Is it inconvenient to talk about death on a Sunday morning? Would it be better if we talked about it on a Tuesday afternoon?
The thing with death is that it never comes at a convenient time, especially the ‘untimely deaths’. That does make one question, what is ‘timely death’? One would argue the death of someone who is old, ailing, is already in the ICU on life support, the entire family is in town, and every one has taken a weeks leave from work, just waiting for the inevitable. Just a friendly wave at death ‘Ready when you are ‘, would be called a ‘convenient death’. Convenient, for the person who passes away, also convenient for those who must attend to the aftermath.
But, untimely death is rarely convenient. The last week my whatsapp groups has been rife with untimely deaths : A badminton player was just 2 points away from victory, when he collapsed and died. A surgeon had just finished surgery, and dies before he even makes it out of the scrub room, a noted scholar dies on the lecture podium, in a foreign country . inconvenient times and inconvenient places, and we are not even talking about accidents here, but just the ordinary – heart just stopped variety of deaths.
And it is not just the dead who are inconvenienced, the news of the death of friends and loved ones also come as unpleasant surprise. They just blindside you, at 3 in the morning, especially on a morning when you have a particularly important meeting. I still remember, I was at a live music concert, Usha Uthup was to perform next, and I was quite looking forward to her perform ‘Rambha h oho ‘ when I received a text – my friend had lost her husband in a car accident.
I stumbled out of the concert venue, in a daze, unable to locate my car in the crowded parking, afraid to get in and drive, but there was no way I could stand the happy, alive humans around me.
Does that happen to you? The guilt of enjoying life’s frivolous pursuits when someone has just died? Music concert ?! What does that mean to a 3 year old who just lost her father?
Recently we lost another friend, and this time it was at 7 on a Monday morning. While we spoke about how heart breaking it was to lose someone before forty, and how full of life he was, we had to contend with our own lives continuing. “ Bhaiya gadi dho diya, undar se saaf kiya ? “ Asking the car wash man if he had washed the car, or trying to pack your kids tiffin. I myself had my son’s craft project to carry, it was a two hand job, “Do you mind if I put you on speaker, or… can I call you in awhile ?” Life, it refused to let up, it continued to demand our attention, even while we wanted to talk about death.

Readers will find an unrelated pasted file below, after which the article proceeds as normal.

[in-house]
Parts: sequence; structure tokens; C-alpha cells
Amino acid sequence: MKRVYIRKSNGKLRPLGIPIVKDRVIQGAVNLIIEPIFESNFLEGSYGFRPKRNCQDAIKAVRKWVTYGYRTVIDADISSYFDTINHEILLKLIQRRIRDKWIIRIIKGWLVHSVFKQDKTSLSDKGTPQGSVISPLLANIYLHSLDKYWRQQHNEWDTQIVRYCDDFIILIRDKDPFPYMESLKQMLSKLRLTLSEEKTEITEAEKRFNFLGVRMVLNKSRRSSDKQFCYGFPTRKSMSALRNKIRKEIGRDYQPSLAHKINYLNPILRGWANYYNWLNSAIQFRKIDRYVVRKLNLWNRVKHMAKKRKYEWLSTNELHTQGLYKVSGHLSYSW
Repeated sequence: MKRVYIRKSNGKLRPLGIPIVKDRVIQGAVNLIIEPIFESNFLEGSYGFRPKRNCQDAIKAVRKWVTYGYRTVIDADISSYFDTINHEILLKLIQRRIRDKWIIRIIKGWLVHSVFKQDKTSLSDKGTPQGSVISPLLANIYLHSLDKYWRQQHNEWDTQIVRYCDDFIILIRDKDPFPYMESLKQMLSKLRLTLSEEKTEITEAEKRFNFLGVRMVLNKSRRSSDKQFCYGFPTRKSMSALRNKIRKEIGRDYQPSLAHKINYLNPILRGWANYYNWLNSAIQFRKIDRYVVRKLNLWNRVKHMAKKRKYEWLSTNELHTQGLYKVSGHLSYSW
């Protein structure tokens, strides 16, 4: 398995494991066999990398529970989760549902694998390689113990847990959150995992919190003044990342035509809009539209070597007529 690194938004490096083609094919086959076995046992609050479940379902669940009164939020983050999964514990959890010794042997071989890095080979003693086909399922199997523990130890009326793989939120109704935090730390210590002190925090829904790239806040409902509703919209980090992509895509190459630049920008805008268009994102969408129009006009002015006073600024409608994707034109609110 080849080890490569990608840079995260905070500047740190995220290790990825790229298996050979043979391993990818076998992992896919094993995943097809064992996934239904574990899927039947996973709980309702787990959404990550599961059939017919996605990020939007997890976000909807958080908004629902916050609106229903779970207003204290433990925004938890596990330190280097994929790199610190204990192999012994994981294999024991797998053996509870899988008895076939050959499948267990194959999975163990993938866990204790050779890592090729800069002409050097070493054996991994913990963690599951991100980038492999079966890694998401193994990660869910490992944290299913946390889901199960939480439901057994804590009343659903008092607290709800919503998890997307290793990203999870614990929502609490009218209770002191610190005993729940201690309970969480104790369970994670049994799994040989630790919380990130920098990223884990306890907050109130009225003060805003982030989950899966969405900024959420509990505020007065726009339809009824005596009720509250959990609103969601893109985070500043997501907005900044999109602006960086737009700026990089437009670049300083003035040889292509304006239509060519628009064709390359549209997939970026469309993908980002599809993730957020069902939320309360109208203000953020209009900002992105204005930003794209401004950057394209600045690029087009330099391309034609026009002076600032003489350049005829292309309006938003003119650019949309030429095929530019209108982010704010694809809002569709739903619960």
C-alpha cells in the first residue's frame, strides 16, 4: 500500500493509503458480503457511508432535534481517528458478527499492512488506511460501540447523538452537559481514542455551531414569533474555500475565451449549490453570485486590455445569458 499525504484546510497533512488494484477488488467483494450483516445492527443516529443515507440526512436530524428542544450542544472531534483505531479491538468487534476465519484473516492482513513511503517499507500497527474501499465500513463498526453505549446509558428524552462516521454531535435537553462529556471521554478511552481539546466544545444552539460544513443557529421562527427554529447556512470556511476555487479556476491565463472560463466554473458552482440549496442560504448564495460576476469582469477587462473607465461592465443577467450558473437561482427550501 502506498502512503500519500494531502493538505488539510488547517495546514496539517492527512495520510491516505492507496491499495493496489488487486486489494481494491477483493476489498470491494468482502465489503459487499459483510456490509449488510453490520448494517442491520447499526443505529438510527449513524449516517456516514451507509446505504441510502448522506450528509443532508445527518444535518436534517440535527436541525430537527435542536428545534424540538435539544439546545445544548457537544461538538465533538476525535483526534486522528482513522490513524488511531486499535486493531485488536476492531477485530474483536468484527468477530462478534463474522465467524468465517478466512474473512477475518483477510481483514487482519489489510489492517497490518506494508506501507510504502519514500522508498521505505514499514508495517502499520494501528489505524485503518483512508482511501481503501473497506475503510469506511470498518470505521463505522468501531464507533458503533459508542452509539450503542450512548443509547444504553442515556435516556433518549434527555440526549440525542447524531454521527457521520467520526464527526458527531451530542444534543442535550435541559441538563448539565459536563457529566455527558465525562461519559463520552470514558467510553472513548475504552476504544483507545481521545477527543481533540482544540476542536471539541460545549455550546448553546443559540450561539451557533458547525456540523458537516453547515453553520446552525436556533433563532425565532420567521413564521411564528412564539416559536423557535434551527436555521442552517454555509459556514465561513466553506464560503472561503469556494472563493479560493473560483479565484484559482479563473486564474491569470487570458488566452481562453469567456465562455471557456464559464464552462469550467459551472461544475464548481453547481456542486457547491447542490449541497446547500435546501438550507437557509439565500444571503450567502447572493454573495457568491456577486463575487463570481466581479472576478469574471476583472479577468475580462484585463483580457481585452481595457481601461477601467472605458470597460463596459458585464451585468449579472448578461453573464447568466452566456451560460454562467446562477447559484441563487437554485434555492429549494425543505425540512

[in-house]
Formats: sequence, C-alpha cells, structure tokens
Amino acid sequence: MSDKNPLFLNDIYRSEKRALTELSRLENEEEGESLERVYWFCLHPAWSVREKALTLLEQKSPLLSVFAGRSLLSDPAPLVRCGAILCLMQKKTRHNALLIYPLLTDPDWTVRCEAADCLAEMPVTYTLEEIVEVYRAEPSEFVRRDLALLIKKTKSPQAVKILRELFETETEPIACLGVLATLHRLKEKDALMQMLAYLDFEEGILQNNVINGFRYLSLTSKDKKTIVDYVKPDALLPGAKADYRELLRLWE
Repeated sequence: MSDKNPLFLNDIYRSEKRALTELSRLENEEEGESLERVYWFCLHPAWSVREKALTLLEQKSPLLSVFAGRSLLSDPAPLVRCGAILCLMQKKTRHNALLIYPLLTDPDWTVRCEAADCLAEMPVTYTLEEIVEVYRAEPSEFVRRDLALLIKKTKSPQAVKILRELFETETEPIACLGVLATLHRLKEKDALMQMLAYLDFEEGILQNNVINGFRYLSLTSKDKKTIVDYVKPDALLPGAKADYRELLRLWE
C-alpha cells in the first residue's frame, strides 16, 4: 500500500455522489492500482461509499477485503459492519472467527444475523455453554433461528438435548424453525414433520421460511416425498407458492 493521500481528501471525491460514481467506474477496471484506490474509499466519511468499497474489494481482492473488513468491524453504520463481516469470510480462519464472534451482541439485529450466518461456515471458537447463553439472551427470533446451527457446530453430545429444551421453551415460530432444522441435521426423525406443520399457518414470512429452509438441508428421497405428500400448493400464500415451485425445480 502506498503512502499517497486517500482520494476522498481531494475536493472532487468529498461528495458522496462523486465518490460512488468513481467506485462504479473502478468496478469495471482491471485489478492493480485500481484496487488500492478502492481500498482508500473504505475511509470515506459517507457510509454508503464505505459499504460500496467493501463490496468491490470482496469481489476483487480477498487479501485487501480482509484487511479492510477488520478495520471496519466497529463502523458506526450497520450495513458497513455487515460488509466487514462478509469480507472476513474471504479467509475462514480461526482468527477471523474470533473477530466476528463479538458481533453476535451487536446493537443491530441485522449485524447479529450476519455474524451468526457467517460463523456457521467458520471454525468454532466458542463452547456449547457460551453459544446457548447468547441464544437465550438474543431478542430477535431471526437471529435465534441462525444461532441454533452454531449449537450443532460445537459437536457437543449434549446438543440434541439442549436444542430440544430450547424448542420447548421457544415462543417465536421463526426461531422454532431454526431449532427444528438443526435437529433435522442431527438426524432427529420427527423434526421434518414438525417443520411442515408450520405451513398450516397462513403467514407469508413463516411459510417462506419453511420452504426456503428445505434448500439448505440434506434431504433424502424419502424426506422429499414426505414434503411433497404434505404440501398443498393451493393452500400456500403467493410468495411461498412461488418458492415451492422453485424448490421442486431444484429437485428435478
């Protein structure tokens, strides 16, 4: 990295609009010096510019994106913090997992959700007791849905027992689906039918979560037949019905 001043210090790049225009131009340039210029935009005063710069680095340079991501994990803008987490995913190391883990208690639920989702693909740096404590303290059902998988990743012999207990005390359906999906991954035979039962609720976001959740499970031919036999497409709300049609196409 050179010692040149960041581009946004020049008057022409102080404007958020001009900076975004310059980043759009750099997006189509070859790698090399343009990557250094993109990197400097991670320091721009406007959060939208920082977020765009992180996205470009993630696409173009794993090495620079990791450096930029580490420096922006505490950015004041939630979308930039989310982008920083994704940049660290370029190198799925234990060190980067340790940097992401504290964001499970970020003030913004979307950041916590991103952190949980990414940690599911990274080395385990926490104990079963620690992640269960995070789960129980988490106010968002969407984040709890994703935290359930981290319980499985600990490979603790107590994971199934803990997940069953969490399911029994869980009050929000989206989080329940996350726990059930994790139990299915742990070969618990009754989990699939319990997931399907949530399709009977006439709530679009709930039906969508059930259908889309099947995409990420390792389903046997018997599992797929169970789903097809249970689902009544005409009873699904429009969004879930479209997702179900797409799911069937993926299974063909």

Why is it that we are so prepared for life, with our five year plans , and our goals and motivations and dreams . But, we are so unprepared for death ? Not just our own deaths, but the death of our near ones, or the near ones of our friends?
How do you console someone who has lost a loved one? I searched for answers on google. I googled books on children’s book that teach about loss to a three year old, I searched for music playlists that helped the grieving heal through the power of music, and I wrote facebook posts.
At our age, we know how to apply for LIC policies, but none of us actually know where those policies are when someone dies. We just continue to live each day, ploughing through our to do lists, but none of us have a checklist of things we would like done, say if we never returned home today. How many of us have a written will ? Have we ever asked the tough questions of what documents will be required to liquidate all the SIP’s and stocks that we so diligently buy every month?
And in India everything is so mired in customs and rituals, we barely understand our wedding rituals, but atleast its all fun and games, and instagrammable pictures, and we have event planners to take care of most of it. And it got me thinking , why don’t we have event planners for death ? Someone who will help smooth out all the unnecessary and inconvenient , so that the grieving atleast have some peace of mind while they grieve. Someone who will organise the kafan, call the cemetery, make arrangements for the pandit, send out beautifully lettered invites for the condolence meeting, maybe even organise for a music session or a book reading session where people can come and read out passages of poetry for the dearly departed. Organise the vegetarian food for the 13 day, and also help with the multiple visits to the bank to figure out the financials.
Today’s world is all about convenience, every app out there whether to order food, or online shopping or call a cab is designed to make life as hassle free as possible, then why don’t we have ‘plan your funeral and the after death financials’ apps?
But, no matter how pragmatic we are and how much we plan, death will always be that inconvenient truth.